Work, Welfare, Taxes and Unemployment Traps
Posted on February 03, 2015 by Micheál Collins
As the economic recovery takes root, there are welcome improvements in the levels of employment and continued decreases in unemployment. Looking across 2015, the latest NERI projections (December 2014) suggest employment growth of 2.1% this year with unemployment falling to 10.4%.
As policy pursues the Government’s target of reaching full-employment (around 4-5% unemployment) by 2018, there are a number of significant challenges for activating/re-activating those who are currently unemployed. First, there is a need to address the skill deficits that many long-term unemployed possess – through targeted training programmes and policy mechanisms that recognise the challenges associated with assisting many of those who have drifted further and further from the labour market in recent years. Second, there is a need to focus on any structural impediments which block the unemployed from taking up work – so called unemployment traps.
Indicator 5.6 in the latest edition of the NERI's Quarterly Economic Facts focuses on the latter of these challenges and presents data on the ‘participation tax rate’. It attempts to measure the collective impact of pay gains, welfare losses and income taxes for an individual as they transition from unemployment to employment.
Using data from the OECD, the indicator looks at six family types and finds that rates vary from a low of 15% (New Zealand two earner married couple) to 93% (Slovenia two-earner married couple). From country to country these rates differ given differences in the interaction of the welfare and taxation systems.
The Republic of Ireland possesses the eight lowest replacement rate for single unemployed people with no children within the OECD (56%). Of the six household types examined by the OECD (see table and chart in the indicator) five ROI types record replacement rates below the OECD and EU median values.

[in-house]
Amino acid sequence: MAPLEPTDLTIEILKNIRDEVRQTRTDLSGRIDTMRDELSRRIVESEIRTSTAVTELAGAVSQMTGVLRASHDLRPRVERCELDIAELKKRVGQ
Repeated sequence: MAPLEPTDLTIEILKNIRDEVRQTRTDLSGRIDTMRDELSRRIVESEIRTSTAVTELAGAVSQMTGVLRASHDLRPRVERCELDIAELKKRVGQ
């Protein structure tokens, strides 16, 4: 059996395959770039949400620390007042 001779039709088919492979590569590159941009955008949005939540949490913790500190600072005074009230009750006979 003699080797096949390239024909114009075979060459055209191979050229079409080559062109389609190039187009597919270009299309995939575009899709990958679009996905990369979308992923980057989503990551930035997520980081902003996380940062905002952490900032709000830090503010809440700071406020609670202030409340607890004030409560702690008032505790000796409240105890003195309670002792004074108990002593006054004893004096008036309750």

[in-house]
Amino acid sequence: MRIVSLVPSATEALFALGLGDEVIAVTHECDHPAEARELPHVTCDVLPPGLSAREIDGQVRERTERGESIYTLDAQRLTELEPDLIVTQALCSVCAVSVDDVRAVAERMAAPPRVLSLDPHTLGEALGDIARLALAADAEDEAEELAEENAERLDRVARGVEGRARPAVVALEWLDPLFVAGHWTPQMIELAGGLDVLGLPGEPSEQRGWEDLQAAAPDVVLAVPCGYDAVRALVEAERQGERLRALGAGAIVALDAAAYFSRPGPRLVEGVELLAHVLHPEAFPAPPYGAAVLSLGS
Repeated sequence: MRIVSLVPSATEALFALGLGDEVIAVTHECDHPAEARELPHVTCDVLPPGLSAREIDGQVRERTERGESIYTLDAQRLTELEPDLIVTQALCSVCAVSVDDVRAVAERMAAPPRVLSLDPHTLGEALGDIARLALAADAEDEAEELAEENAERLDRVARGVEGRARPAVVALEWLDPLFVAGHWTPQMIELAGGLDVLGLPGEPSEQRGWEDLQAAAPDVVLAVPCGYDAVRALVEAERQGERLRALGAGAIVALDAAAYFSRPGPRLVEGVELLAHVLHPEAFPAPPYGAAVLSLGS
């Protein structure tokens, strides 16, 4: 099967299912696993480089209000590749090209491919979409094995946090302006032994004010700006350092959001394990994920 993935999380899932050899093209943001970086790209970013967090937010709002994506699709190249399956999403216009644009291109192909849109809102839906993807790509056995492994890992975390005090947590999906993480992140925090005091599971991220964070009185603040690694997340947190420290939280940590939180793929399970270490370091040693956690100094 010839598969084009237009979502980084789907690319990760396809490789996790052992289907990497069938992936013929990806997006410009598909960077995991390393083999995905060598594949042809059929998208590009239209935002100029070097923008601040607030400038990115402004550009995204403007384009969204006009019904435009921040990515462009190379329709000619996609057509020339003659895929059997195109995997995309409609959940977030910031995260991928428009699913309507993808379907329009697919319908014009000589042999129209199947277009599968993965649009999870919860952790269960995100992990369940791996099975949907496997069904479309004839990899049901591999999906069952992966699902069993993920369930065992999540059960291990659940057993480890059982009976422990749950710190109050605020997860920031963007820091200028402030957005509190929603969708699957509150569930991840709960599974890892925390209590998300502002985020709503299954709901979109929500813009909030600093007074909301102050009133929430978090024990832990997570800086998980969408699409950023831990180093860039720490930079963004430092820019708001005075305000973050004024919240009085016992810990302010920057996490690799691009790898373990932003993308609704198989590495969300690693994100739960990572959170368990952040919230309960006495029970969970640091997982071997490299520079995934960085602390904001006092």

Overall, the data shows clear net income gains from returning to work. However, the indicator does not capture many of the other costs incurred as individuals, and particularly those with dependent children, return to work. Previous NERI research on the cost of work, alongside the cost data sitting behind the estimation the living wage (www.livingwage.ie), have highlighted the role of factors such as accommodation costs, transport costs and childcare costs as the main drivers of challenges for households with children who wish to enter employment. If anything this research highlights the importance of policies to moderate housing costs, improve housing supply and radically transform the cost and provision of childcare. Although not direct labour market issues, addressing them will play a key role in the achievement of full-employment.
The latest edition of the NERI's Quarterly Economic Facts is available here.